How ManyIt happened, almost by accident, one night during their bedtime stories.  My daughter had chosen a charming little picture book called The Secret Life of Squirrels by Nancy Rose.  Nancy makes tiny sets and photographs the squirrels in her backyard.  The story is about Mr. Peanuts, one of the squirrels.  The tiny sets are so interesting that the kids and I were examining each picture closely, wondering aloud about how she got the squirrels to do certain poses and what materials she had used in the construction.  Already deeply invested in our Notice/Wonder, I casually (with a side-eye for my son’s reaction) asked, How Many squares do you think are on that wallpaper in Mr. Peanut’s kitchen?  The ensuing conversation on how to find out without counting (there were lots and lots) took enough time that I had to cut it short or risk missing bedtime altogether.


Having achieved such success with Mr. Peanuts, I thought I would push my luck with my son’s favourite book, Animal Planet’s Top 10 Countdowns of the Biggest, Baddest and Loudest.  The book is mostly full of terrifying predators and venomous creatures and had greatly improved my son’s vocabulary, through his repeated readings, punctuated by questions like, “What’s ‘fatalities’?” and “What does N – E – C – R – O – S – I – S spell?”  Choice and interest, right?  I decided to harness his deep interest in the subject matter, “Wow! Look! It says that this penguin is 36 inches tall.  How tall were you the last time we measured?  I wonder if anyone is as tall as 2 penguins? Hey, look, it weighs 20lbs.  You weigh 46lbs?  I wonder why you weigh more than twice as much as the penguin, but you aren’t twice as tall?”  And so on.  The whole book is a gold-mine of weights and measures, top speeds and numbers of deaths per year.  Most importantly, while it may not be my favourite thing to read before bed, it’s his favourite thing.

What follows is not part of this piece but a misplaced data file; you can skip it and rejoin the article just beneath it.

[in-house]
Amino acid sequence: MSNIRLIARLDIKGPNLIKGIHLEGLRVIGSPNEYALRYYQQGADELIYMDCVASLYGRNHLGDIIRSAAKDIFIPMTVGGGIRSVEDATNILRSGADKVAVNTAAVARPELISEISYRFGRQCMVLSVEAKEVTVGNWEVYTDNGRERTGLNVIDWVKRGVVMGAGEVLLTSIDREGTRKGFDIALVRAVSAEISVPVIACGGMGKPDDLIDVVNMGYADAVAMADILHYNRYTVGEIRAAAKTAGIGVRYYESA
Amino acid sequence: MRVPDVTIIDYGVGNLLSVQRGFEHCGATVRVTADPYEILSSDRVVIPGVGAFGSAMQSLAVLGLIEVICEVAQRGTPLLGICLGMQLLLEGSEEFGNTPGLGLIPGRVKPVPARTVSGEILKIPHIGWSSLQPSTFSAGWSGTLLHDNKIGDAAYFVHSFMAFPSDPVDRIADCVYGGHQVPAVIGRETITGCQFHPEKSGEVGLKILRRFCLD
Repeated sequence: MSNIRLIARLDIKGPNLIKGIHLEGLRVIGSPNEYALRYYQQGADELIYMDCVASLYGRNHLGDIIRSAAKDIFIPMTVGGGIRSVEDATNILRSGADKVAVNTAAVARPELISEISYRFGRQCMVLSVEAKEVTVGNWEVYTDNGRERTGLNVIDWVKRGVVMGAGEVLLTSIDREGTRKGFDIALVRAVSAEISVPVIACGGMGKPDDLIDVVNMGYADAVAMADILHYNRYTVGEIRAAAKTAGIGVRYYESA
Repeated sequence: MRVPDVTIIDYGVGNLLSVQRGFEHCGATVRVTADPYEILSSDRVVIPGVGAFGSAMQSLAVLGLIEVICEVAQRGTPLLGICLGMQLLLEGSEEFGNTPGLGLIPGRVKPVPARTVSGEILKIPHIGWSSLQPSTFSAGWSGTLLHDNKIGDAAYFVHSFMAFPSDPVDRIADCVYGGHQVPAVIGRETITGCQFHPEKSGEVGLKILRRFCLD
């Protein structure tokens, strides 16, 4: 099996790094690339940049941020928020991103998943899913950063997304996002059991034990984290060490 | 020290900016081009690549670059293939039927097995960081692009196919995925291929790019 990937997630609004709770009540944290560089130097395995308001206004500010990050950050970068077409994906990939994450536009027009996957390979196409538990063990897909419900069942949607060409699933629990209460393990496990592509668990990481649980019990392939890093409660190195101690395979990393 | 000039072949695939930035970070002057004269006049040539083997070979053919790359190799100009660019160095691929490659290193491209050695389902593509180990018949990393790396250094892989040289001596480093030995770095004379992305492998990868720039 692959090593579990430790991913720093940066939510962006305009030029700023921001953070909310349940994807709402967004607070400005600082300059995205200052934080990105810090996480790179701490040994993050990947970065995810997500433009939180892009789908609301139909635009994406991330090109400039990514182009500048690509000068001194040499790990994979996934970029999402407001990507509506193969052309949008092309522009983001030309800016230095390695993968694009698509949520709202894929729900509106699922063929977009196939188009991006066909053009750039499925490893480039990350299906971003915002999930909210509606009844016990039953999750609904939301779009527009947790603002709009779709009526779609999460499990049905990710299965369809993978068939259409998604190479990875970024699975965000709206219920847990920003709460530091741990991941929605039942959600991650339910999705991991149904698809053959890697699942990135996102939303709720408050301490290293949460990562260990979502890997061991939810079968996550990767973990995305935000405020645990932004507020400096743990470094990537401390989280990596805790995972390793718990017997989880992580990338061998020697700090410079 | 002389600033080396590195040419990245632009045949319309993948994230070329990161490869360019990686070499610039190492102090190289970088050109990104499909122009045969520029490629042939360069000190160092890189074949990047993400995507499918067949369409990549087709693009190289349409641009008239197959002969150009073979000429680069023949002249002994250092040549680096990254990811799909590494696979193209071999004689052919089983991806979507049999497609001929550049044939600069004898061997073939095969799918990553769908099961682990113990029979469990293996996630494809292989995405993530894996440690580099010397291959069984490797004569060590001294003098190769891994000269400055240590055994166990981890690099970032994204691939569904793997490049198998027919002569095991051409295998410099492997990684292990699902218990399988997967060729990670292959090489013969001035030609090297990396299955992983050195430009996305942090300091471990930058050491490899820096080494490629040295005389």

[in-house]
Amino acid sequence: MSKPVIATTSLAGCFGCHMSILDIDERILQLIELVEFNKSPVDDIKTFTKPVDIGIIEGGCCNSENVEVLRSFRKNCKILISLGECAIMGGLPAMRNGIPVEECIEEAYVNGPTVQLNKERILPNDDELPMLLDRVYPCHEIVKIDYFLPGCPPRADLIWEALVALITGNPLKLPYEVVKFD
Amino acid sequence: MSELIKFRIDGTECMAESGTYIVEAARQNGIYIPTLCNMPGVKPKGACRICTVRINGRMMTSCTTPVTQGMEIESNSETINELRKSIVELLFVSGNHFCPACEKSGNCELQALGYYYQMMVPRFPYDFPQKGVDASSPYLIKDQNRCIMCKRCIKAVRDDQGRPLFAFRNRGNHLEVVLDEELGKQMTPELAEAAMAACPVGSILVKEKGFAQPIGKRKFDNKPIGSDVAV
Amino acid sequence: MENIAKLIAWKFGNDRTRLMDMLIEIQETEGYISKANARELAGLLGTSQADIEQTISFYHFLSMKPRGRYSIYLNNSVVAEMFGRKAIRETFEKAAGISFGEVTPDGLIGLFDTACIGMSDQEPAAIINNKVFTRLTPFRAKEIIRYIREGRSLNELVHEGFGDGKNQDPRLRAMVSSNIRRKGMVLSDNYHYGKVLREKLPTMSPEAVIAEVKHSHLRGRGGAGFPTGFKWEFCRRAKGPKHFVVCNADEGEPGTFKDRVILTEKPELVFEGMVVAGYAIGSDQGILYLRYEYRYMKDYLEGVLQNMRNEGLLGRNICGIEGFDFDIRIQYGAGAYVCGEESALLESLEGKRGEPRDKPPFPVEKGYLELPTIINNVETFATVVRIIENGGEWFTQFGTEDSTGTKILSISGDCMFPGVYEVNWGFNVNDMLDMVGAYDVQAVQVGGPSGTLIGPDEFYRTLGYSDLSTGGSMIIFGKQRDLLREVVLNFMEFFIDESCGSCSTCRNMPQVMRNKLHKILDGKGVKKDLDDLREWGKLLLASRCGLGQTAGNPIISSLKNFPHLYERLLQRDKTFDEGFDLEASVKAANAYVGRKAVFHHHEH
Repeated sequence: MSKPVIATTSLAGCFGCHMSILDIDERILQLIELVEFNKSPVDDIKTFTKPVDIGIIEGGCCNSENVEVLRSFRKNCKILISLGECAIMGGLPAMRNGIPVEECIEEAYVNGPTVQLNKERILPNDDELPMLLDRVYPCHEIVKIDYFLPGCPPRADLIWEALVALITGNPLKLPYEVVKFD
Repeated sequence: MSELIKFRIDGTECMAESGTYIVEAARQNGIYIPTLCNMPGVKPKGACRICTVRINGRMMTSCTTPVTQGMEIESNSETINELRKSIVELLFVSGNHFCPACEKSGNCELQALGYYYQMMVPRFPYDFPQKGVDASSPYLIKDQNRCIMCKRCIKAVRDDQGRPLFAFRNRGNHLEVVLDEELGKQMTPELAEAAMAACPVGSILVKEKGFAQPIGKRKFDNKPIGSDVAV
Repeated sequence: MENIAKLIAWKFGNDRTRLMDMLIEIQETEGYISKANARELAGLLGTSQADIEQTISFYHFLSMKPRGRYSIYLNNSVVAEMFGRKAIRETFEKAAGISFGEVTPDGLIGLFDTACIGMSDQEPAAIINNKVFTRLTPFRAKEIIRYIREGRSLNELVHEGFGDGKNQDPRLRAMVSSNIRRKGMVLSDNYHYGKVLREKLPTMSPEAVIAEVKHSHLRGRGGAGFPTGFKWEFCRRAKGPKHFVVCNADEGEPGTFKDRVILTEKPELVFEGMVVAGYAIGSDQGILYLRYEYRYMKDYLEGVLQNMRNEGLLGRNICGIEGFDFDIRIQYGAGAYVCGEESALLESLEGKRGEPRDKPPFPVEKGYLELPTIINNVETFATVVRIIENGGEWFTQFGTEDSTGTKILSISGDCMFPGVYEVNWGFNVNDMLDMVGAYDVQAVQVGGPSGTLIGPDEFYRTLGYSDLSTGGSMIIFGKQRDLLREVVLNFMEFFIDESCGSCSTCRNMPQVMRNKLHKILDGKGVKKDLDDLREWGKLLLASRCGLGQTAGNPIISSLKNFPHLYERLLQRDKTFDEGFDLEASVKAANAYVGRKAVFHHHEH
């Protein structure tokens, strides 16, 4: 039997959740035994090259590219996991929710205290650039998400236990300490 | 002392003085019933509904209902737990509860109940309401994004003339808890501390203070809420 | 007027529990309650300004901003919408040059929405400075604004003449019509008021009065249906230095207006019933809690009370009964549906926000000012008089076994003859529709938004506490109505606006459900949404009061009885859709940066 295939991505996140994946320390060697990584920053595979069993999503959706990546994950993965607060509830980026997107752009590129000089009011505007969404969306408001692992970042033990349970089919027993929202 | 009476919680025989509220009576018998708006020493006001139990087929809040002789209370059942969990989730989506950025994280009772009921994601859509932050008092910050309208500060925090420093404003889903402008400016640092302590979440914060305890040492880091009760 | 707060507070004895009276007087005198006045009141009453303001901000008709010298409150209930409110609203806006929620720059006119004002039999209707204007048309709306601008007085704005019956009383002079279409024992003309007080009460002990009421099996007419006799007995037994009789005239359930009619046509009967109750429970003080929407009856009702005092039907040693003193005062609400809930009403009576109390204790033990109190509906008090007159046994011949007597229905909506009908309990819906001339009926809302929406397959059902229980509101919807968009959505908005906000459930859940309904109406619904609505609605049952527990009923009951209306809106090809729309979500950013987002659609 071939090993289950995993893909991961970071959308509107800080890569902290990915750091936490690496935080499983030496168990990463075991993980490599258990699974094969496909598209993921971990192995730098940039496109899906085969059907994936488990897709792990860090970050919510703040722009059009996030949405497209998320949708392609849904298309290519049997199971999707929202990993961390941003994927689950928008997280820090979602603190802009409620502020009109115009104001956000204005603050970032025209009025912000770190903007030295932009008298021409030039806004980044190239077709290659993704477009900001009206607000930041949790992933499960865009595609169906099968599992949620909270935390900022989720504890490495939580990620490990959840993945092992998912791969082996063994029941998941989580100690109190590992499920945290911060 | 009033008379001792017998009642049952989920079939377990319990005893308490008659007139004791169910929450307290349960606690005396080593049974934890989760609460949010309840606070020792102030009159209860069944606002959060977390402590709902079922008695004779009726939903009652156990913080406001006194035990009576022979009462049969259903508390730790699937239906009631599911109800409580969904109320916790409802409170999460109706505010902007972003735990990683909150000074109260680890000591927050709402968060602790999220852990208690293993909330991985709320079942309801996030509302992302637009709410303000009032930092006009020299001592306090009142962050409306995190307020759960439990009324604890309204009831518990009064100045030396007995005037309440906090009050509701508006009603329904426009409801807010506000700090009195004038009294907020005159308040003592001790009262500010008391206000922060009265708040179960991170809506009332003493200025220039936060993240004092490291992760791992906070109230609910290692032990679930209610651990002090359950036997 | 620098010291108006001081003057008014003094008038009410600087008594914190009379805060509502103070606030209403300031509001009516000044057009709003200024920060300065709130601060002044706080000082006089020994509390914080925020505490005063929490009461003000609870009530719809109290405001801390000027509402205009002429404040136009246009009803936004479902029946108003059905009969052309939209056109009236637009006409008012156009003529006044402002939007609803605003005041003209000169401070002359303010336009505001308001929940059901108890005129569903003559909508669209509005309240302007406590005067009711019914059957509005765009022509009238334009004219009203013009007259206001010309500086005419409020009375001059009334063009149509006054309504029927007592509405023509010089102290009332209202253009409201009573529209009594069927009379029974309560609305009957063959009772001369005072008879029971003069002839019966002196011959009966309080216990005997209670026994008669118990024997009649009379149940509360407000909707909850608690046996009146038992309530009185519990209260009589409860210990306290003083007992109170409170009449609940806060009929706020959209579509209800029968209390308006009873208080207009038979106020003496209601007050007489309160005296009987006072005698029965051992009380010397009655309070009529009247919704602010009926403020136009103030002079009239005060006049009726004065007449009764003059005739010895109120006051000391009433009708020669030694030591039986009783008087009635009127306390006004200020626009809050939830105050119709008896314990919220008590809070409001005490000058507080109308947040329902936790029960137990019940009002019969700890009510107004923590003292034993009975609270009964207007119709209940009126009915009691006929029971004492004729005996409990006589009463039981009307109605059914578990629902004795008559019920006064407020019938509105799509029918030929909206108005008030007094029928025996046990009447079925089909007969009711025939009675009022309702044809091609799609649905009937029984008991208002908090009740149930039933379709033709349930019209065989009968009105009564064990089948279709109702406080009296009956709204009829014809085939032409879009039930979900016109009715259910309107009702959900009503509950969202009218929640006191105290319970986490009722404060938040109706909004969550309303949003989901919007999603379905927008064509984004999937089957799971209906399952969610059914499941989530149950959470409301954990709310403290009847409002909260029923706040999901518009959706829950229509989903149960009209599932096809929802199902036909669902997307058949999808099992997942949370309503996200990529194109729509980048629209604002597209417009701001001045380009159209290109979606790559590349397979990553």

My son’s mindset towards Math has changed substantially in the last couple of years.  He no longer sees math as a trap or a laborious, boring task that ends with nothing of importance.  For my daughter, Math has always been about noticing her world; A conversation.  Now I see that in both of them.  In another post, I will write about some of the other things I did (and am still doing), at home, to get him there.  A lot of the credit also goes to his teachers, who brought Math off of his worksheets and into Inquiry and STEM, which he loves.  In the meantime, check out Math Before Bed, Talking Math With Your Kids and (or any of the mathphoto hashtags by @TheErickLee on Twitter), as well as your local library for lots of picture books and magazines (Any reading material works, but novels are more challenging because its annoying to lose the flow of reading the story and they don’t have many pictures).

Kids of all ages need to feel joy and connection to Numeracy.  With a small amount of thought and effort, we can help them find those connections.  Just as we encourage Bedtime Stories, Book Match our struggling readers to stories we think they will love, read aloud in class and provide time for children to read their own books, so must we do with Math activities and conversations.  It begins with choice.  It begins with interests already ignited.